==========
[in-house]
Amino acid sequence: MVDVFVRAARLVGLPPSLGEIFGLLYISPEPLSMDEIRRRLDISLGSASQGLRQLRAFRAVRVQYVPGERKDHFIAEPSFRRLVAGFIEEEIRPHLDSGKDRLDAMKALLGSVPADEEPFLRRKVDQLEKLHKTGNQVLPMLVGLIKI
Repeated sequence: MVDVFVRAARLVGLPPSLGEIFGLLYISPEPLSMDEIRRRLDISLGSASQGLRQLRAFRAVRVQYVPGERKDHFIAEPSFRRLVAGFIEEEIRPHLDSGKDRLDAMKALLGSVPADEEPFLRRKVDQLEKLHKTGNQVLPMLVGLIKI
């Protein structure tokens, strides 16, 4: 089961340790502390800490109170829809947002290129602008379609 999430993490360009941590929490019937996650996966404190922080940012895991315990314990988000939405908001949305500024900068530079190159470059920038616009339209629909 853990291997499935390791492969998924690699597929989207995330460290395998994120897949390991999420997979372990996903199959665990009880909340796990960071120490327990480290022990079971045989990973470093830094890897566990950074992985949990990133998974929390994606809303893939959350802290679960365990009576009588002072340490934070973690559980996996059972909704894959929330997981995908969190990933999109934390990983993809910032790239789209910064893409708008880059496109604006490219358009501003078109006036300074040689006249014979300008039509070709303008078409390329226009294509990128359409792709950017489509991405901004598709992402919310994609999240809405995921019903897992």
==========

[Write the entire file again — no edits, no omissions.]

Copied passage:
[in-house]
Amino acid sequence: MVDVFVRAARLVGLPPSLGEIFGLLYISPEPLSMDEIRRRLDISLGSASQGLRQLRAFRAVRVQYVPGERKDHFIAEPSFRRLVAGFIEEEIRPHLDSGKDRLDAMKALLGSVPADEEPFLRRKVDQLEKLHKTGNQVLPMLVGLIKI
Repeated sequence: MVDVFVRAARLVGLPPSLGEIFGLLYISPEPLSMDEIRRRLDISLGSASQGLRQLRAFRAVRVQYVPGERKDHFIAEPSFRRLVAGFIEEEIRPHLDSGKDRLDAMKALLGSVPADEEPFLRRKVDQLEKLHKTGNQVLPMLVGLIKI
């Protein structure tokens, strides 16, 4: 089961340790502390800490109170829809947002290129602008379609 999430993490360009941590929490019937996650996966404190922080940012895991315990314990988000939405908001949305500024900068530079190159470059920038616009339209629909 853990291997499935390791492969998924690699597929989207995330460290395998994120897949390991999420997979372990996903199959665990009880909340796990960071120490327990480290022990079971045989990973470093830094890897566990950074992985949990990133998974929390994606809303893939959350802290679960365990009576009588002072340490934070973690559980996996059972909704894959929330997981995908969190990933999109934390990983993809910032790239789209910064893409708008880059496109604006490219358009501003078109006036300074040689006249014979300008039509070709303008078409390329226009294509990128359409792709950017489509991405901004598709992402919310994609999240809405995921019903897992």